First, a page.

R.I.P. Chyna: Remembering a Wrestling Icon
For wrestling fans who grew up in the 90’s (and for many who didn’t), the WWE (formerly the WWF) will always be defined by The Attitude Era. It was the period of wrestling that produced some of the most memorable stables in professional wrestling history – Degeneration X, the NWO, The Nation of Domination – promotional icons like Stone Cold Steve Austin, The Rock, and Triple H, and legendary Divas like Trish Stratus and Lita.
At the center of all this was Joan Marie Laurer, better known as Chyna. Often billed as “The Ninth Wonder of the World,” Chyna quickly rose to become not only one of the WWE’s most popular stars, but the only undefeated Women’s Champion in WWE history.
And now, sadly, she has passed away.
According to CNN, Laurer was found dead in her Redondo Beach apartment on the evening of April 20th, and while no signs of foul play were suspected, police are not ruling out an overdose as the potential cause of death.
"It is with deep sadness to inform you that we lost a true icon, a real life superhero. Joanie Laurer aka Chyna, the 9th wonder of the world, has passed away," said a post on her website.
While there were many women that fit the prototypical “Diva” profile, there were few before that possessed the raw athleticism and power of Laurer, a former fitness model and bodybuilder who turned to wrestling after graduating college in the early 90’s. Standing 5’ 10” and weighing 180 pounds of pure muscle, Chyna was one of the few Divas who actually posed a threat to both her male and female competitors. She was the only female competitor to ever reach the #1 contender status for the WWE Championship, and scored victories over multiple-time champions like Triple H, Kurt Angle, and Chris Jericho.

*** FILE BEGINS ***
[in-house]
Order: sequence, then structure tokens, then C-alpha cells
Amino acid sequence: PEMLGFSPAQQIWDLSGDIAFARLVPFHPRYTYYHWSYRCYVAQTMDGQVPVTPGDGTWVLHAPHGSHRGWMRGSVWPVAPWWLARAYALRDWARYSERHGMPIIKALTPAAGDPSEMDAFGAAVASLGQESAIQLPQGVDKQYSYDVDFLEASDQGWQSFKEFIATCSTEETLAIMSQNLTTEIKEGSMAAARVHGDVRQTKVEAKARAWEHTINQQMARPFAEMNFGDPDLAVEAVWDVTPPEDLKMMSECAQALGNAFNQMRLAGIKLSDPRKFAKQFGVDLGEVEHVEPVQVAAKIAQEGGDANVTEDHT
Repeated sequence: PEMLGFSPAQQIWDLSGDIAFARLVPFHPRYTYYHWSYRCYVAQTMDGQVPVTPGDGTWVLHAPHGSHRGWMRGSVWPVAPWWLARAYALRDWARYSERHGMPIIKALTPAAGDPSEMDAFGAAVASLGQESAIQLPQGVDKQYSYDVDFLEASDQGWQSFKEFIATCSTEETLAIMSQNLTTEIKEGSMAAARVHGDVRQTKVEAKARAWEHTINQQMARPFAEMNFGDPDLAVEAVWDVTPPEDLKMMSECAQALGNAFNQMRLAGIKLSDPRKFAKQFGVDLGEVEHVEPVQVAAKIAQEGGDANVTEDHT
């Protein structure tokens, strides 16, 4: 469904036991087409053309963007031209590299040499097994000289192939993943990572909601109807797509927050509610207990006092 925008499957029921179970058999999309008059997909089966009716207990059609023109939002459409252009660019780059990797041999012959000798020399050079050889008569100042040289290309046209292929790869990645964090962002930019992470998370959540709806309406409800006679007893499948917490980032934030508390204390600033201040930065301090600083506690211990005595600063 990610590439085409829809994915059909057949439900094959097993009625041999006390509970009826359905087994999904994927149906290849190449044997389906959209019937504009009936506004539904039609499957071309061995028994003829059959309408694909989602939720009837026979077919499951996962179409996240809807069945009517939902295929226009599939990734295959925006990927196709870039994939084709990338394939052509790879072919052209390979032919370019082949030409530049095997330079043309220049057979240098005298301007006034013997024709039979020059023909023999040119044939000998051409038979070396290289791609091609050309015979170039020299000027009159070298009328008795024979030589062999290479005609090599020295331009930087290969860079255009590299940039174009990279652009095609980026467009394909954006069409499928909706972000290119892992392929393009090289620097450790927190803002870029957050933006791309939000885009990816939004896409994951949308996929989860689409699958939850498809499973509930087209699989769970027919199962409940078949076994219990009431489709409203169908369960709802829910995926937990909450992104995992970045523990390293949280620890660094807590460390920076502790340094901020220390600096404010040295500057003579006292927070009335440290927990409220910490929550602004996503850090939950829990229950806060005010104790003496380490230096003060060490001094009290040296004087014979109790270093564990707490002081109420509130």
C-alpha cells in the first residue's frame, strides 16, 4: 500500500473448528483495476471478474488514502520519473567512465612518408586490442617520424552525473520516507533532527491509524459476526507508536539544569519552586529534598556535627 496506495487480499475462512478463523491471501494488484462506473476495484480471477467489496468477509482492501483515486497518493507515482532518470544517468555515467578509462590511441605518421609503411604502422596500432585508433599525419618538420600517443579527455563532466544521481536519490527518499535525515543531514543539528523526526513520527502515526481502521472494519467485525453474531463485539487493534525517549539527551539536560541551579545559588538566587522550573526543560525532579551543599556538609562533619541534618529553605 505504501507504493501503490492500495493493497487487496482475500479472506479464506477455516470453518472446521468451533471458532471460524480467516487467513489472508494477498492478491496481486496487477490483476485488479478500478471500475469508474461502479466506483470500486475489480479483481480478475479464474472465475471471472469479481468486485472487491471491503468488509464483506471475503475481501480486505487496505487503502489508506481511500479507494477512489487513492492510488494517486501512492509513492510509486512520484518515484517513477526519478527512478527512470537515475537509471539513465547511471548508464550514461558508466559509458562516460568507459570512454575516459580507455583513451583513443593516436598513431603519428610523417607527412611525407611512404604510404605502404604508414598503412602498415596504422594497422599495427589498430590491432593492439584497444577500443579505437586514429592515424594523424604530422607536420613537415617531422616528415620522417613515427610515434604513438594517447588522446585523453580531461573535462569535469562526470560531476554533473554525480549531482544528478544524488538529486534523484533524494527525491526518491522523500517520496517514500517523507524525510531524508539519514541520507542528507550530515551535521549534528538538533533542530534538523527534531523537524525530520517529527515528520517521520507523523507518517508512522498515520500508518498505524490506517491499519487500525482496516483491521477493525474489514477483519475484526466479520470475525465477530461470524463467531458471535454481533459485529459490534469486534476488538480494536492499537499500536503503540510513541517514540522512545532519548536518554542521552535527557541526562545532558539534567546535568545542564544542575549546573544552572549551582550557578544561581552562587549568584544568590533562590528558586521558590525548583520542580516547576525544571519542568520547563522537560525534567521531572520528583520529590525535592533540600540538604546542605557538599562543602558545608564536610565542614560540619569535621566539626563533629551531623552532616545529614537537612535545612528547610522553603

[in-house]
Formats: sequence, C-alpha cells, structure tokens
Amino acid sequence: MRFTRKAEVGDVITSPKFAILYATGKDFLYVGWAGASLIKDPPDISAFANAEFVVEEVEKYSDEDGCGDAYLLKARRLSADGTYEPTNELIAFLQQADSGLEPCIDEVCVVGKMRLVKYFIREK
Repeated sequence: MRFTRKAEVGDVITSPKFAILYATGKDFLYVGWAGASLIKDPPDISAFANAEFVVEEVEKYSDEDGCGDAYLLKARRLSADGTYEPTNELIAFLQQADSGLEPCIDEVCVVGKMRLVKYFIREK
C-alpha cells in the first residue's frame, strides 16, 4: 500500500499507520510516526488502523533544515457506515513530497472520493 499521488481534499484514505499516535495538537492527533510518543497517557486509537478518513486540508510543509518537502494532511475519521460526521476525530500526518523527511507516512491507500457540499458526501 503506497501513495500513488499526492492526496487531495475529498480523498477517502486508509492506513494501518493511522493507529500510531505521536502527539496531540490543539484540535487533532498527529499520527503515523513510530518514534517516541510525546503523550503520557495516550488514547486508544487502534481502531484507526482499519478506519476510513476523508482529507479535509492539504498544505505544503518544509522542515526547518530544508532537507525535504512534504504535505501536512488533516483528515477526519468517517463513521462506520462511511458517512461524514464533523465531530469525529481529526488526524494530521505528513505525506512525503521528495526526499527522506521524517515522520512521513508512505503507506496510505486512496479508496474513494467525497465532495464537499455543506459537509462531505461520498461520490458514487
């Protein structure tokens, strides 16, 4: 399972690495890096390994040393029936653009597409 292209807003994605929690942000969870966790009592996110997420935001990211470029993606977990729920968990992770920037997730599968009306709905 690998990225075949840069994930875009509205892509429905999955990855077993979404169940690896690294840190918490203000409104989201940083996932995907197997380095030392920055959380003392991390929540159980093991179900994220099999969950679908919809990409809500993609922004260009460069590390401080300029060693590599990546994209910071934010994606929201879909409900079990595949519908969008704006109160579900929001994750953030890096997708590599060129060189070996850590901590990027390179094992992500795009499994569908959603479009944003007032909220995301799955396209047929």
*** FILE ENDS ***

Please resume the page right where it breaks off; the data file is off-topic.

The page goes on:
After leaving the WWE in 2001, Laurer continued to find success appearing in several reality shows, posing for Playboy, and even penning a best-selling tell-all book, If They Only Knew. She also turned the release of her “private” sex tape, 1 Night in Chyna, into a temporary career in adult films, for which she won two AVN Awards. The woman had range, is what I’m getting at.
Looking back on her career, it’s hard not to look at Laurer as an icon of feminism in many regards. She shattered stereotypes and challenged gender norms in the most widely-watched and highly-regarded era of professional wrestling, and built an empire through pure grit and determination. She will be dearly missed.
R.I.P. Joan Marie "Chyna" Laurer. And thank you for all you did to entertain us.